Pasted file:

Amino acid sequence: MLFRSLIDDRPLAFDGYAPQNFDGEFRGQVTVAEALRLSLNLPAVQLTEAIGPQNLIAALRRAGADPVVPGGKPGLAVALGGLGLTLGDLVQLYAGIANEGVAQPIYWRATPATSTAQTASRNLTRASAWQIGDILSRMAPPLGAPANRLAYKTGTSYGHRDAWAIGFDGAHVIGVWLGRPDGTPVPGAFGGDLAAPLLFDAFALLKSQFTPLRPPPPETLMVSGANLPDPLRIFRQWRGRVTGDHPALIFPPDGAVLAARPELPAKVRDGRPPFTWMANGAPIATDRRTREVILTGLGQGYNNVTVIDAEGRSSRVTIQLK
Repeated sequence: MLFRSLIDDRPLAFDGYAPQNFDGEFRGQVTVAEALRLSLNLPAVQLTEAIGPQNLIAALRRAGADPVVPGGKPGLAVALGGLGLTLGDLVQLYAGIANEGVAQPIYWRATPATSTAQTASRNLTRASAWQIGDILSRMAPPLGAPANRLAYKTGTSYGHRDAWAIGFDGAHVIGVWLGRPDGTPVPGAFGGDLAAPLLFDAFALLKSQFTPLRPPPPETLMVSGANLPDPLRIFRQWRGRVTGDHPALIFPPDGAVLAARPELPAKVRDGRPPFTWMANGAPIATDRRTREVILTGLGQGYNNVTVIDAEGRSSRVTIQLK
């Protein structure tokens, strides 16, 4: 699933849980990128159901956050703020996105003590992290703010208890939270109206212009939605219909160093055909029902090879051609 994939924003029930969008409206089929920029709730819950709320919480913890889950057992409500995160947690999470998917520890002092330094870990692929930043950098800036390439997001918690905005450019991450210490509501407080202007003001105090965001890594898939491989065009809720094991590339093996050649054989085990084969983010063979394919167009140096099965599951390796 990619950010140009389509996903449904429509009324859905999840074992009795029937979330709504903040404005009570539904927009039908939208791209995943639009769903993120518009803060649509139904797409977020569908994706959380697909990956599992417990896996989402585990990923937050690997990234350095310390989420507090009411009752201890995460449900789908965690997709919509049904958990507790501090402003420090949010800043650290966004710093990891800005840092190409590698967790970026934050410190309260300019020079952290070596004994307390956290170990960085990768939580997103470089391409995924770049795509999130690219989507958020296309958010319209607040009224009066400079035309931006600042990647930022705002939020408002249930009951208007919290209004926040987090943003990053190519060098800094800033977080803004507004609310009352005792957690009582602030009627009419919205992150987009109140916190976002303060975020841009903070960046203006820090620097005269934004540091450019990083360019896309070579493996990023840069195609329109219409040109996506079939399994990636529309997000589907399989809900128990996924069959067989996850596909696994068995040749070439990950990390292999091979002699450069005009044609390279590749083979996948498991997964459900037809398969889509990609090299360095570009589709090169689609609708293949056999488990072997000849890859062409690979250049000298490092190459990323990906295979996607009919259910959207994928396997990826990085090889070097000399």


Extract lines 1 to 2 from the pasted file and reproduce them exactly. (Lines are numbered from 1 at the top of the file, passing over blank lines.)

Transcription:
Amino acid sequence: MLFRSLIDDRPLAFDGYAPQNFDGEFRGQVTVAEALRLSLNLPAVQLTEAIGPQNLIAALRRAGADPVVPGGKPGLAVALGGLGLTLGDLVQLYAGIANEGVAQPIYWRATPATSTAQTASRNLTRASAWQIGDILSRMAPPLGAPANRLAYKTGTSYGHRDAWAIGFDGAHVIGVWLGRPDGTPVPGAFGGDLAAPLLFDAFALLKSQFTPLRPPPPETLMVSGANLPDPLRIFRQWRGRVTGDHPALIFPPDGAVLAARPELPAKVRDGRPPFTWMANGAPIATDRRTREVILTGLGQGYNNVTVIDAEGRSSRVTIQLK
Repeated sequence: MLFRSLIDDRPLAFDGYAPQNFDGEFRGQVTVAEALRLSLNLPAVQLTEAIGPQNLIAALRRAGADPVVPGGKPGLAVALGGLGLTLGDLVQLYAGIANEGVAQPIYWRATPATSTAQTASRNLTRASAWQIGDILSRMAPPLGAPANRLAYKTGTSYGHRDAWAIGFDGAHVIGVWLGRPDGTPVPGAFGGDLAAPLLFDAFALLKSQFTPLRPPPPETLMVSGANLPDPLRIFRQWRGRVTGDHPALIFPPDGAVLAARPELPAKVRDGRPPFTWMANGAPIATDRRTREVILTGLGQGYNNVTVIDAEGRSSRVTIQLK